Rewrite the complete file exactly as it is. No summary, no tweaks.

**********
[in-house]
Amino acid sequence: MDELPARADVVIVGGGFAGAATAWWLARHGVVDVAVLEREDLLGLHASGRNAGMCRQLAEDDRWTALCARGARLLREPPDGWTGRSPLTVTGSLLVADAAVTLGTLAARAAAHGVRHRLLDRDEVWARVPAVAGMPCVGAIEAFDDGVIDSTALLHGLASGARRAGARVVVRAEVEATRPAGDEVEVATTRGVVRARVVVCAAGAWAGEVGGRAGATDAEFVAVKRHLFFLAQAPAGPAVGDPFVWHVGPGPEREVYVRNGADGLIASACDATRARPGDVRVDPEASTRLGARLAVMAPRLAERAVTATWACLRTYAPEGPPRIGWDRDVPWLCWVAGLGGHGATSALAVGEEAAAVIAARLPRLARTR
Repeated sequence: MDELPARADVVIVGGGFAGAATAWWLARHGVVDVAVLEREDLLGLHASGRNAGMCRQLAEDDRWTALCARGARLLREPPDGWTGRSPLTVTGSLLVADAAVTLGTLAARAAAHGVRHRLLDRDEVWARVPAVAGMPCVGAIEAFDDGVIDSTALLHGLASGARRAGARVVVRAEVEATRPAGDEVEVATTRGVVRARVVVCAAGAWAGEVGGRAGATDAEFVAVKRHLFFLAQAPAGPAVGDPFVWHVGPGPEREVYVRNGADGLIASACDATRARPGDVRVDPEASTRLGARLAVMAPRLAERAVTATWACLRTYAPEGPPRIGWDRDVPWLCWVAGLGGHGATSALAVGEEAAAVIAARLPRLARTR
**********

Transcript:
[in-house]
Amino acid sequence: MDELPARADVVIVGGGFAGAATAWWLARHGVVDVAVLEREDLLGLHASGRNAGMCRQLAEDDRWTALCARGARLLREPPDGWTGRSPLTVTGSLLVADAAVTLGTLAARAAAHGVRHRLLDRDEVWARVPAVAGMPCVGAIEAFDDGVIDSTALLHGLASGARRAGARVVVRAEVEATRPAGDEVEVATTRGVVRARVVVCAAGAWAGEVGGRAGATDAEFVAVKRHLFFLAQAPAGPAVGDPFVWHVGPGPEREVYVRNGADGLIASACDATRARPGDVRVDPEASTRLGARLAVMAPRLAERAVTATWACLRTYAPEGPPRIGWDRDVPWLCWVAGLGGHGATSALAVGEEAAAVIAARLPRLARTR
Repeated sequence: MDELPARADVVIVGGGFAGAATAWWLARHGVVDVAVLEREDLLGLHASGRNAGMCRQLAEDDRWTALCARGARLLREPPDGWTGRSPLTVTGSLLVADAAVTLGTLAARAAAHGVRHRLLDRDEVWARVPAVAGMPCVGAIEAFDDGVIDSTALLHGLASGARRAGARVVVRAEVEATRPAGDEVEVATTRGVVRARVVVCAAGAWAGEVGGRAGATDAEFVAVKRHLFFLAQAPAGPAVGDPFVWHVGPGPEREVYVRNGADGLIASACDATRARPGDVRVDPEASTRLGARLAVMAPRLAERAVTATWACLRTYAPEGPPRIGWDRDVPWLCWVAGLGGHGATSALAVGEEAAAVIAARLPRLARTR